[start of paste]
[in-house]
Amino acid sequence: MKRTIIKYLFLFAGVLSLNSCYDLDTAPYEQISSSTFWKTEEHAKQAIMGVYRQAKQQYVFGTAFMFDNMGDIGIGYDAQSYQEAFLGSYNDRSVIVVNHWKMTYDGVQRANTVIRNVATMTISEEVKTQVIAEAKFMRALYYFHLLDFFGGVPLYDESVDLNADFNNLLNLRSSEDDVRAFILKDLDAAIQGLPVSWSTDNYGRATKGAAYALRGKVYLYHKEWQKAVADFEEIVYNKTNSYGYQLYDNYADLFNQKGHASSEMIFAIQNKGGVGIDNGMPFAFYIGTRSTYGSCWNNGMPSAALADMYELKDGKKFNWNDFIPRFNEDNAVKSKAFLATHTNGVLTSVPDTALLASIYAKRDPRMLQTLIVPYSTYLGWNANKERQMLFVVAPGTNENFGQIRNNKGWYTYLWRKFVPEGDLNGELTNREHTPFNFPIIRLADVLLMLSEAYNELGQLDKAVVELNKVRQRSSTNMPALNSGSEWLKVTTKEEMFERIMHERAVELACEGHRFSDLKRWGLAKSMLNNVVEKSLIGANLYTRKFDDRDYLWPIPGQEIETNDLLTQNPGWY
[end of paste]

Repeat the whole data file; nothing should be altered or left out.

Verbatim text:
[in-house]
Amino acid sequence: MKRTIIKYLFLFAGVLSLNSCYDLDTAPYEQISSSTFWKTEEHAKQAIMGVYRQAKQQYVFGTAFMFDNMGDIGIGYDAQSYQEAFLGSYNDRSVIVVNHWKMTYDGVQRANTVIRNVATMTISEEVKTQVIAEAKFMRALYYFHLLDFFGGVPLYDESVDLNADFNNLLNLRSSEDDVRAFILKDLDAAIQGLPVSWSTDNYGRATKGAAYALRGKVYLYHKEWQKAVADFEEIVYNKTNSYGYQLYDNYADLFNQKGHASSEMIFAIQNKGGVGIDNGMPFAFYIGTRSTYGSCWNNGMPSAALADMYELKDGKKFNWNDFIPRFNEDNAVKSKAFLATHTNGVLTSVPDTALLASIYAKRDPRMLQTLIVPYSTYLGWNANKERQMLFVVAPGTNENFGQIRNNKGWYTYLWRKFVPEGDLNGELTNREHTPFNFPIIRLADVLLMLSEAYNELGQLDKAVVELNKVRQRSSTNMPALNSGSEWLKVTTKEEMFERIMHERAVELACEGHRFSDLKRWGLAKSMLNNVVEKSLIGANLYTRKFDDRDYLWPIPGQEIETNDLLTQNPGWY